Many cancer patients who have undergone treatment understand what’s it’s like to have to practice social distancing and the importance of isolating themselves to safeguard their compromised immune system. And now amid the coronavirus disease (COVID-19) pandemic, many of us are doing the same to protect our own health as well as the health of our loved-ones and our communities.
Those who continue to work throughout this crisis, might be dealing with new challenges. For some, remote work might be nothing new, but for others, not only are they adjusting to working from home, but children and other family members who reside with them are likely home too. Those who weren’t working before or are no longer working due to the coronavirus disease (COVID-19) pandemic, are adjusting to having other members of the household home with them around the clock. While going out to dinner or the movies, or even a trip to the park are a temporary thing of the past, there are ways and resources that can help us all cope with the new normal.
The Centers for Disease Control and Prevention (CDC) has compiled some helpful tips to keep children healthy and active during this time. And The New York Times shares stories from readers about what it’s like to almost never be alone at home.
How one cancer survivor is making it work
While you might feel isolated and at times wonder how you are going to make it all work, know that you are not alone – many others are echoing the same thoughts and same emotions. We spoke to working dad and cancer survivor, Scott Peterson of Harrisburg, N.C. who shares how he and his family are handling work, home and parenting obligations. He hopes to provide some insight or inspiration for others facing similar circumstances.
Scott was diagnosed with diffuse large B-cell lymphoma in 2006. Ever since an LLS-funded treatment saved his life, he continues to fight cancer in various ways, including raising hundreds of thousands of dollars through LLS’s fundraising campaigns like Man & Woman of the Year and Team In Training.
Scott is an experienced marketing professional has a long history of success in the content development, sports, fundraising and events industries. Now that his work schedule has pivoted to a full-time work-from-home-structure, the busy father of two young daughters, 7-year-old Harper and 5-year-old Nora, who are newly homebound says, “There’s been some adjustments for sure, but there’s nothing more important to me than my family and helping find ways to end cancer.”
How have you developed a schedule for educational priorities with your children?
We have been working with our daughters’ amazing teachers to help set a schedule and priorities to keep their education moving and a top priority. What’s been beneficial is, we have incorporated more life skills into their day to day learning. My wife is very creative and has had a lot of fun, creative projects to challenge them and I help as much as I can.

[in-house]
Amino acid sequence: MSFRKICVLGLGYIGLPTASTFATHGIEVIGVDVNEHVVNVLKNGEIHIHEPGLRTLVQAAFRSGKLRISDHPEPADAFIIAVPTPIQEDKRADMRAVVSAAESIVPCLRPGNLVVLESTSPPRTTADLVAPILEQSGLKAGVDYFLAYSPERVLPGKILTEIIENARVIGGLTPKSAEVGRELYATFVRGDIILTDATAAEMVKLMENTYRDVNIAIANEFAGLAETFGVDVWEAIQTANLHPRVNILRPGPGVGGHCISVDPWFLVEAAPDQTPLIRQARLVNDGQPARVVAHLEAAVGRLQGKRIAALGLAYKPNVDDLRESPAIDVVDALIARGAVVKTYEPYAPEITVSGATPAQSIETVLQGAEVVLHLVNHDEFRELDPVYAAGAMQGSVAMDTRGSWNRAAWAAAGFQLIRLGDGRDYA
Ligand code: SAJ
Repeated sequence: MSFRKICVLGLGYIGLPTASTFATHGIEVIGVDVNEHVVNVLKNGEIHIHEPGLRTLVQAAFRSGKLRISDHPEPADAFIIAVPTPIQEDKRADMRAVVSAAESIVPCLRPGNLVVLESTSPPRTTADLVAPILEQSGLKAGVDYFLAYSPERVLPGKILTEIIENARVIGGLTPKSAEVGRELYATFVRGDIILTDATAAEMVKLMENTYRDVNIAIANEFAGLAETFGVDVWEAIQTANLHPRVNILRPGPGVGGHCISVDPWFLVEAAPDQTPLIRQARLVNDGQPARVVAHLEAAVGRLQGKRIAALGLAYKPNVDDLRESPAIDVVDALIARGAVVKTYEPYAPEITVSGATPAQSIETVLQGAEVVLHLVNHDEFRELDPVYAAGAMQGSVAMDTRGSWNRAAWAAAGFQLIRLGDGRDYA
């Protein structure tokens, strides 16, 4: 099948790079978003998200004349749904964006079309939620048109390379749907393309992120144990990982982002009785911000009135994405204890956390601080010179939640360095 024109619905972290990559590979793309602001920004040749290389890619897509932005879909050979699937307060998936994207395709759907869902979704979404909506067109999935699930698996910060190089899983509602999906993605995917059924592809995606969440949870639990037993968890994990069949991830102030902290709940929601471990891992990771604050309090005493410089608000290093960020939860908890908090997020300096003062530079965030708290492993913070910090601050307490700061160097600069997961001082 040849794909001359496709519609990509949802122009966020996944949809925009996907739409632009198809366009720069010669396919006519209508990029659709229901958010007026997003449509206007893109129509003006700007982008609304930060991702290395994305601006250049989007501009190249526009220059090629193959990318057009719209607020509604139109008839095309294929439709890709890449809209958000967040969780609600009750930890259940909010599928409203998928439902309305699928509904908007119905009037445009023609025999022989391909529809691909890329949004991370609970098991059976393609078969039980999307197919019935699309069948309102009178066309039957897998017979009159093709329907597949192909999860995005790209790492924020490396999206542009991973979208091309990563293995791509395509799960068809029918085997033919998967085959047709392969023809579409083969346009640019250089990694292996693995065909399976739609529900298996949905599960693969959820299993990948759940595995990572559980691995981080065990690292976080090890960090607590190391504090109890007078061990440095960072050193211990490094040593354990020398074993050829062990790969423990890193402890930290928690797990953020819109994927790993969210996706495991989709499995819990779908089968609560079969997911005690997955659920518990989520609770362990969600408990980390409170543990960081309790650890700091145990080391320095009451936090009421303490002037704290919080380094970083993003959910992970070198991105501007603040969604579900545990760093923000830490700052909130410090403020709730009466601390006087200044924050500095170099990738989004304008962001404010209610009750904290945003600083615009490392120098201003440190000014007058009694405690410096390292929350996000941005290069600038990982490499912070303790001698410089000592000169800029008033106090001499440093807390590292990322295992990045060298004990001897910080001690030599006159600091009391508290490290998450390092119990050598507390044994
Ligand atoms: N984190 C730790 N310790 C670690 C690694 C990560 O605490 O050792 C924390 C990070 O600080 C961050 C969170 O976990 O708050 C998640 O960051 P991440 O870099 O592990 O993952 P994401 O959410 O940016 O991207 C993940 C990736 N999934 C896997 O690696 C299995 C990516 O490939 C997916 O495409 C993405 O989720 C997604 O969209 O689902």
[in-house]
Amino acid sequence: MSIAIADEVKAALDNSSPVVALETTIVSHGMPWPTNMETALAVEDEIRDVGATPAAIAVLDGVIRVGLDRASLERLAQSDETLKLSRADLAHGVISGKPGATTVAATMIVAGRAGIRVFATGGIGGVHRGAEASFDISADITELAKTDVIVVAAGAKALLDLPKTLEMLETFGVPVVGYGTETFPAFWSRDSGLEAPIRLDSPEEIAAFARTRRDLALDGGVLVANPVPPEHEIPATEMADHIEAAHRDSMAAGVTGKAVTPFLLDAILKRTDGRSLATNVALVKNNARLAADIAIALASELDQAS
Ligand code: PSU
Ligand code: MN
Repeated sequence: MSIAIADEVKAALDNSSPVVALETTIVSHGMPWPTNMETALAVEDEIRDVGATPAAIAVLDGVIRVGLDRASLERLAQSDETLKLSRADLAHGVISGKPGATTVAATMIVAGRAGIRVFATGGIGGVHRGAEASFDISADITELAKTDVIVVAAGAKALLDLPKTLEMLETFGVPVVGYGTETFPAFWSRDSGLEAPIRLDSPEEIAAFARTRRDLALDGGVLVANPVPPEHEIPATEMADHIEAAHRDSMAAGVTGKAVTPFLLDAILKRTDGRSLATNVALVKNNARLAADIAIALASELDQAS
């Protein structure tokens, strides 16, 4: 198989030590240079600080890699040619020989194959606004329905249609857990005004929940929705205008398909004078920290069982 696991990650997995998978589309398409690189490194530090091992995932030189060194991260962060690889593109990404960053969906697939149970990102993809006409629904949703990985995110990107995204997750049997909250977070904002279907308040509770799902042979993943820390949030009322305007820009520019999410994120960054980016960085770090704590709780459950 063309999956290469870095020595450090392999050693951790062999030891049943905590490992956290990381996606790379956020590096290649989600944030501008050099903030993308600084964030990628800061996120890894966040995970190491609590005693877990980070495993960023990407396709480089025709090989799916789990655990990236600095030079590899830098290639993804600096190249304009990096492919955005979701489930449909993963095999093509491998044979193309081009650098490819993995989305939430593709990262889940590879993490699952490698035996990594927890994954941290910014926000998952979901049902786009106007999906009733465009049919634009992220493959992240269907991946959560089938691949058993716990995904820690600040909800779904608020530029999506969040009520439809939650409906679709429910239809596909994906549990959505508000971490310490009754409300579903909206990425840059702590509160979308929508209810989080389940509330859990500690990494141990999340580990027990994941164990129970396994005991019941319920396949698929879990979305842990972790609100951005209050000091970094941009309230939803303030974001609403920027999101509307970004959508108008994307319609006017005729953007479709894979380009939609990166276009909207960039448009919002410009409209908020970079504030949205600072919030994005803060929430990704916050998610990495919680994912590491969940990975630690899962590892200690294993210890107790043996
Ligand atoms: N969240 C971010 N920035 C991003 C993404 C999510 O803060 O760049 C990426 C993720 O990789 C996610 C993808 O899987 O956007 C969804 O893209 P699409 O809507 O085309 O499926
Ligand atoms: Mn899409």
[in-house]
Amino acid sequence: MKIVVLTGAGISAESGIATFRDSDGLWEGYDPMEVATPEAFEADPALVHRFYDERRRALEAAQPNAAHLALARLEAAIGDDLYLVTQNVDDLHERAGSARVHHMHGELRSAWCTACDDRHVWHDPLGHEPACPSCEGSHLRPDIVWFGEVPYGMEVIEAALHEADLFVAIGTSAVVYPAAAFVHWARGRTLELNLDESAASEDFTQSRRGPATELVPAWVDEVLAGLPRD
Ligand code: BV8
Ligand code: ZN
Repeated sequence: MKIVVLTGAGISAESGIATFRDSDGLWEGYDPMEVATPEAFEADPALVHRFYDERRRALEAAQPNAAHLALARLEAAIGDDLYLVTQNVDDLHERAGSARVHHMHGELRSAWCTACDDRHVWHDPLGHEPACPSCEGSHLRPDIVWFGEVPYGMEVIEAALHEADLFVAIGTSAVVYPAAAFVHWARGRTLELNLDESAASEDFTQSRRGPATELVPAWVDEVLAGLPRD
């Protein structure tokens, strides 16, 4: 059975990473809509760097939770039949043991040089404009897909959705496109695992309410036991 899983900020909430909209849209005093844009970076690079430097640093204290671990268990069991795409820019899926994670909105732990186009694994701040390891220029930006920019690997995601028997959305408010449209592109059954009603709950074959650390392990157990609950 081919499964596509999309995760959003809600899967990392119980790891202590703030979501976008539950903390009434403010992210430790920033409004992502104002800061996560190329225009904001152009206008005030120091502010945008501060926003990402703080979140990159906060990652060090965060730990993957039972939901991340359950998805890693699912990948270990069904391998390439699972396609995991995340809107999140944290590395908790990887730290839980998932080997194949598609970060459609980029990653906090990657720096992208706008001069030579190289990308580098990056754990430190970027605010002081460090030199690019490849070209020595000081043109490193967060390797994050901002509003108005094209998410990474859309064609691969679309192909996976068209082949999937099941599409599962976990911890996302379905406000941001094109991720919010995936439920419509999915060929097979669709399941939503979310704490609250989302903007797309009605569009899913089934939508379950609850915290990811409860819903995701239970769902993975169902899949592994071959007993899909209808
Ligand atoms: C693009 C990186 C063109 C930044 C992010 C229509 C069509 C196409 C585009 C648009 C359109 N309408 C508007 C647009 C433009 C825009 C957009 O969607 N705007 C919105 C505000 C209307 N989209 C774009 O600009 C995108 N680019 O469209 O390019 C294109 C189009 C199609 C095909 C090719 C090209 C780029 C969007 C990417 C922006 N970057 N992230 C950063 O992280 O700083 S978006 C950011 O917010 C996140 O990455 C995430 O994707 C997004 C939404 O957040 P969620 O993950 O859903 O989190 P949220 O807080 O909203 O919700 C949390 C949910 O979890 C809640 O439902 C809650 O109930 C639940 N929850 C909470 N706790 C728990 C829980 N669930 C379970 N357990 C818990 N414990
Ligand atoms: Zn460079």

Have you been able to set a flexible work from home schedule?
We have worked with each team member at my company to figure out how they can best work from home, continue to take care of our stakeholders and we have taken the extra time to consider everyone’s new additional parenting / teaching priorities. It’s important to know that every single person has a very unique situation.
How are you balancing your cancer treatment routine?
I am thankfully not currently in treatment right now and will be 13 years in remission in May of this year! But I am still fearful of my immune system and what this virus could do if I were to contract it, so we are taking every precaution possible. My advice to cancer patients balancing treatment and parenting, is try your very best to balance both, even if it means bringing your children to additional appointments. This is a temporary change in schedule and cancer will not wait for COVID-19 to subside.
How are you keeping your children entertained and while at home?
Thankfully, my wife Jaci, who was temporarily laid off due to the current economic state, has taken on an incredible teaching role and I am able to take breaks throughout the day to help with learning, entertainment, etc. There are so many amazing learning based apps currently that they are able to have fun and learn at the same time. We are also doing a lot of craft projects and working on house projects that the girls can help with.
How are you managing self-care and taking time for yourself during this difficult climate?
I have made sure to take time for more walks, yoga and our family participates in a digital fitness program that provides some structure and goals to work towards. We have been very diligent about making sure we all are staying fit and mixing up our day the best we can. This part of our daily routine benefits all of us. As a cancer survivor, my health is a nonnegotiable in terms of prioritizing.
What other words of encouragement would you share with other cancer survivors and parents right now?
Take care of your health FIRST. The financial stresses and work challenges will all return and are far less important than the mental and physical toll something like this can take on you and your family. Cancer brings along more mental uncertainty and stress on a daily basis than most people anyway so it is important to take time for you and your family. I would also recommend listening to the CDC and WHO and stay at home, stay isolated but use today’s technology to stay connected, stay involved and stay social. Most importantly, stay positive!
The Leukemia & Lymphoma Society continues to provide support to blood cancer patients, their families and caregivers. Our Information Specialists can be reached by phone at 800-955-4572 by email or chat by clicking here.